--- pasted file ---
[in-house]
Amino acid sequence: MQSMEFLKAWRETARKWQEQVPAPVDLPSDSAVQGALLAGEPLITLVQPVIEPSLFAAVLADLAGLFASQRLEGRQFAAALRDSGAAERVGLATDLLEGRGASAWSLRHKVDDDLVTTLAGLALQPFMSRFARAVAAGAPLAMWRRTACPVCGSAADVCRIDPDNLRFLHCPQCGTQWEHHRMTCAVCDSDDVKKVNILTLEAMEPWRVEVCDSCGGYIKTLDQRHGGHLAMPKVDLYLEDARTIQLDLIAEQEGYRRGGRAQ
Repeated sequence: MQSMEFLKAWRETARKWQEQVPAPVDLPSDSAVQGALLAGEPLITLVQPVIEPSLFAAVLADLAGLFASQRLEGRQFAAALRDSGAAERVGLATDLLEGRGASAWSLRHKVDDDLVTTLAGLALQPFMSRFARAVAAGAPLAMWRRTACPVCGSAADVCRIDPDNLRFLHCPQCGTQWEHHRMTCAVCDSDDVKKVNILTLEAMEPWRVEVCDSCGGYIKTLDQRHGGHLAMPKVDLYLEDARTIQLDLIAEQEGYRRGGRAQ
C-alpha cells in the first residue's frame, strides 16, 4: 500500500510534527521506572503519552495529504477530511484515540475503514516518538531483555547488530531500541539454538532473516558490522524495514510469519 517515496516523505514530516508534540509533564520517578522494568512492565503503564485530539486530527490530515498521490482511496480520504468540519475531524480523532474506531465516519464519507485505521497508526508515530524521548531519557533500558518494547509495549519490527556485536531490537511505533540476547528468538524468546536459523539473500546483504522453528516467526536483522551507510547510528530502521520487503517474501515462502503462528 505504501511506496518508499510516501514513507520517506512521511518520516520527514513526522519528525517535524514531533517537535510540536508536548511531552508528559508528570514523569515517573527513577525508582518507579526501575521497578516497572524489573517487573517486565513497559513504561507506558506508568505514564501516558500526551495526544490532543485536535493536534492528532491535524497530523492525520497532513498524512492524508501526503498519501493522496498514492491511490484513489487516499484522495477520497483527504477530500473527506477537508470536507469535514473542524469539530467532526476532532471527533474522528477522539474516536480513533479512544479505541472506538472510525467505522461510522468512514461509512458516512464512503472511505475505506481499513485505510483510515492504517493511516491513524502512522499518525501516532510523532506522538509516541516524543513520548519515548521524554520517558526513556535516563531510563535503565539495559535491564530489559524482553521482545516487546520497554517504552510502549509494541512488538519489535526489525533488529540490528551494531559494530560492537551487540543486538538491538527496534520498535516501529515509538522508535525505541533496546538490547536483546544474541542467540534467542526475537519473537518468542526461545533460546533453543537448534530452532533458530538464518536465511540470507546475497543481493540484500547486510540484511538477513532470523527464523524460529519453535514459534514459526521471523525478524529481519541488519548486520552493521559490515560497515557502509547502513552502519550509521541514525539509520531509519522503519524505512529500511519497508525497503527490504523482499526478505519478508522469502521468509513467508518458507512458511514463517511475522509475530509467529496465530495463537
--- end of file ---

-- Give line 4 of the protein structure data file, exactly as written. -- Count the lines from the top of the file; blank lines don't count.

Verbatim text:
C-alpha cells in the first residue's frame, strides 16, 4: 500500500510534527521506572503519552495529504477530511484515540475503514516518538531483555547488530531500541539454538532473516558490522524495514510469519 517515496516523505514530516508534540509533564520517578522494568512492565503503564485530539486530527490530515498521490482511496480520504468540519475531524480523532474506531465516519464519507485505521497508526508515530524521548531519557533500558518494547509495549519490527556485536531490537511505533540476547528468538524468546536459523539473500546483504522453528516467526536483522551507510547510528530502521520487503517474501515462502503462528 505504501511506496518508499510516501514513507520517506512521511518520516520527514513526522519528525517535524514531533517537535510540536508536548511531552508528559508528570514523569515517573527513577525508582518507579526501575521497578516497572524489573517487573517486565513497559513504561507506558506508568505514564501516558500526551495526544490532543485536535493536534492528532491535524497530523492525520497532513498524512492524508501526503498519501493522496498514492491511490484513489487516499484522495477520497483527504477530500473527506477537508470536507469535514473542524469539530467532526476532532471527533474522528477522539474516536480513533479512544479505541472506538472510525467505522461510522468512514461509512458516512464512503472511505475505506481499513485505510483510515492504517493511516491513524502512522499518525501516532510523532506522538509516541516524543513520548519515548521524554520517558526513556535516563531510563535503565539495559535491564530489559524482553521482545516487546520497554517504552510502549509494541512488538519489535526489525533488529540490528551494531559494530560492537551487540543486538538491538527496534520498535516501529515509538522508535525505541533496546538490547536483546544474541542467540534467542526475537519473537518468542526461545533460546533453543537448534530452532533458530538464518536465511540470507546475497543481493540484500547486510540484511538477513532470523527464523524460529519453535514459534514459526521471523525478524529481519541488519548486520552493521559490515560497515557502509547502513552502519550509521541514525539509520531509519522503519524505512529500511519497508525497503527490504523482499526478505519478508522469502521468509513467508518458507512458511514463517511475522509475530509467529496465530495463537